The Poem

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Last Updated on May 6, 2015, by eNotes Editorial. Word Count: 452

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“Return,” with thematic divisions consisting of single sentences or short paragraphs, is a meditative poem whose cadence conforms more to the rhythms of prose than to those of verse. The poem is written in the first person and is autobiographical. Although the poet includes the reader in his musings, there is no doubt that the focus is on the poet’s own life experiences. In fact, “Return” can be considered an emotional history of Czesaw Miosz’s life in capsule form.

The poet has returned home to the places of his youth. They, like him, are ostensibly the same and yet not the same. The passage of time has changed all the important details. The man and his homeland are now “incomprehensibly the same, incomprehensibly different.” Standing on the shore of a lake, the poet remembers the sufferings and despair of his younger self standing on this same shore, but the experience of many years has made him realize that such pain was not his alone but the inevitable result of living in a cruel world. However, he honors the boy and all young people who have not grown “sly,” who refuse to acquiesce, and who refuse to “participate for ever.”

The middle section of the poem changes in tone as the poet deals briefly with the gifts of the world, a woman’s body, and the beauty of a lake, but this mood is fleeting as the poet almost immediately asks if it has all been worthwhile. Many of Miosz’s poems written outside his native Lithuania deal with the experiences and people of his past. At times these past voices threaten to drown out his own living voice, but in “Return,” where one might expect the poet to be surrounded by images of the past calling to him, there is, paradoxically, silence. The ghosts of the past have left him; he is the only one standing on the shore.

The last section of the poem carries with it the implicit subtext almost always present in Miosz’s later work. To fully understand a poem, the reader must be familiar with the vicissitudes of the poet’s life, such as his boyhood in Lithuania, his life under the Nazi and Stalinist regimes, and his decision to escape to the West in search of artistic freedom. For an appreciation of “Return,” this background knowledge is especially important because the conclusion of the poem not only contains Miosz’s philosophical commentary on his life (and on life in general) but also constitutes a type of poetic manifesto or “life” manifesto. Miosz’s life may have been one of “chaos and transience,” but poetry is “the changeless garden on the other side of time.”

Forms and Devices

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Last Updated on May 6, 2015, by eNotes Editorial. Word Count: 439

At first glance, “Return” seems devoid of any poetic devices or images, but the apparent simplicity of the proselike lines is deceptive. What first attracts the attention is the use of the “I” in the first lines, but as the poet begins to feel the chasm between his younger and older selves, the pronoun shifts to “you” for the boy of his youth and then to “he” and “we” as all are enveloped in the evils of the world. The “I” returns as the poet individually feels the beauty of the world, but the “I” of the older man and the “you” of the boy merge in their appreciation of the gifts of life: “Only for me” and “Only for you.” While separate in suffering, they unite in joy. In the last section, only the “I” of the old man remains as he reflects on what has happened to him since he left this place so many years before.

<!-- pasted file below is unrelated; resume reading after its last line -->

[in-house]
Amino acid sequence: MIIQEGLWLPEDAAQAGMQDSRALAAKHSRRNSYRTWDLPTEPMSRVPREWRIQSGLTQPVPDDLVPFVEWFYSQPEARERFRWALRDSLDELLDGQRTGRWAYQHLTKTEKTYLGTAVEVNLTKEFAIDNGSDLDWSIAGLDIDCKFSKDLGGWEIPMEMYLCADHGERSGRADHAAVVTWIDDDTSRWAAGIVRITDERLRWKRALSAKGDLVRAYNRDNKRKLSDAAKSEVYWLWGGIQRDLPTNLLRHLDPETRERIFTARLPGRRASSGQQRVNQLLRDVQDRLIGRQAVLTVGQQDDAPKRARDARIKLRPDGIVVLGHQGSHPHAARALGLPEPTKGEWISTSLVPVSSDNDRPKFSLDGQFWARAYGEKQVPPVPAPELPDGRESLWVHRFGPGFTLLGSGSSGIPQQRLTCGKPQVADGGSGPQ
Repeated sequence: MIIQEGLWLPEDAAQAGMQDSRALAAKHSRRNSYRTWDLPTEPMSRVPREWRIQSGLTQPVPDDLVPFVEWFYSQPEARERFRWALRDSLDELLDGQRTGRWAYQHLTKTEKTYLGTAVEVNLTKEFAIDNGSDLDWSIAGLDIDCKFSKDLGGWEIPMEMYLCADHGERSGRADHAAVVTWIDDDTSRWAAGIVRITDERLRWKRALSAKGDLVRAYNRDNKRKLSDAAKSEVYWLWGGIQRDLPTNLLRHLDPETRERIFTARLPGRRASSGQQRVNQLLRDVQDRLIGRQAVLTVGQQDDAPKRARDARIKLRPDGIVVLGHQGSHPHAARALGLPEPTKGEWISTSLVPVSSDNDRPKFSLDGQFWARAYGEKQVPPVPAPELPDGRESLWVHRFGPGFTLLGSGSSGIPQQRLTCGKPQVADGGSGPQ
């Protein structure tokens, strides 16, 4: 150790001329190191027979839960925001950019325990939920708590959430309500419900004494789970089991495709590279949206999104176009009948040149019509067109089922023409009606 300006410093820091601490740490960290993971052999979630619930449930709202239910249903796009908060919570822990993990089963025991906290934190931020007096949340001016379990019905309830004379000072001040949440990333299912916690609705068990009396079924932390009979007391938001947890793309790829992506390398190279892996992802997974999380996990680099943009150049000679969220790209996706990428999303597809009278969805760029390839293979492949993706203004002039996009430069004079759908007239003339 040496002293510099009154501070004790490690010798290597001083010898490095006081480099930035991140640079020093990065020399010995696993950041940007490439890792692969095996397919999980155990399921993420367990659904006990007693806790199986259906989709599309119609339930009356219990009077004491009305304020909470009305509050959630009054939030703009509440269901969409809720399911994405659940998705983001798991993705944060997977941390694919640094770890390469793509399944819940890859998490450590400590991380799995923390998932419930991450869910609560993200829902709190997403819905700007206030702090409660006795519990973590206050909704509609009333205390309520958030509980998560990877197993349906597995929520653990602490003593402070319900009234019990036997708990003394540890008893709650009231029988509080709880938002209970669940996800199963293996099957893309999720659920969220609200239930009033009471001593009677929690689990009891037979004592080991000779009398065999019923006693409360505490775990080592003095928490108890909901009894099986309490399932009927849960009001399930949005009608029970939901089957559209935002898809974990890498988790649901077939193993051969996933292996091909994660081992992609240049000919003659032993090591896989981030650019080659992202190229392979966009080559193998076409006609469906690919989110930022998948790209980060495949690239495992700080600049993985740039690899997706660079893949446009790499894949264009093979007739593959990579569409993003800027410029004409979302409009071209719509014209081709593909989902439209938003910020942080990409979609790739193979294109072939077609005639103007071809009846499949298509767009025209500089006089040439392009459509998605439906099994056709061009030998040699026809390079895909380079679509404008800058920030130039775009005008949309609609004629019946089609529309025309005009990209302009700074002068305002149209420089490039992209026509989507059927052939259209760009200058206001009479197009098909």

“Return” is very representative of Miosz’s later work in its almost complete rejection of any poetic devices such as metaphor or symbol. Any attempt at versification or rhyming techniques is also absent. The two-and three-line divisions of the poem are meant to correspond to the natural flow of thought. However, also dominant in Miosz’s poetry is nature imagery, and again “Return” is no exception. What is different because of the theme of the poem (Miosz’s return home) is that all the imagery exists in the present. In other poems, similar sounds, smells, and shapes call forth correspondences to the past while the poet strives in vain, at times, to stop this sensorial stream of past consciousness. In “Return,” the opposite occurs as the poet vainly tries to use the past to orient himself in the present, but he cannot find the “traces of the lanes.”

It is characteristic of Miosz’s poetry that even in the midst of the contemplation of the most beautiful landscape there is always the bitter realization of the evil inherent in the world that beauty covers. Even in “Return,” in the contemplation of a beloved, often longed-for sight, the image of the cruel demiurge who created a “pitiless” world of “chaos and transience” appears. The poet sets apart the concept of this horror by twice repeating the question “How can it be?”; it is the only repetition of the poem. For Miosz, this evil deity is the poetic icon for the dark side, “the imperfect Nature” of his philosophical dualism; the “perfect Nature” that his poetry has tried to find is symbolized by the “changeless garden on the other side of time.”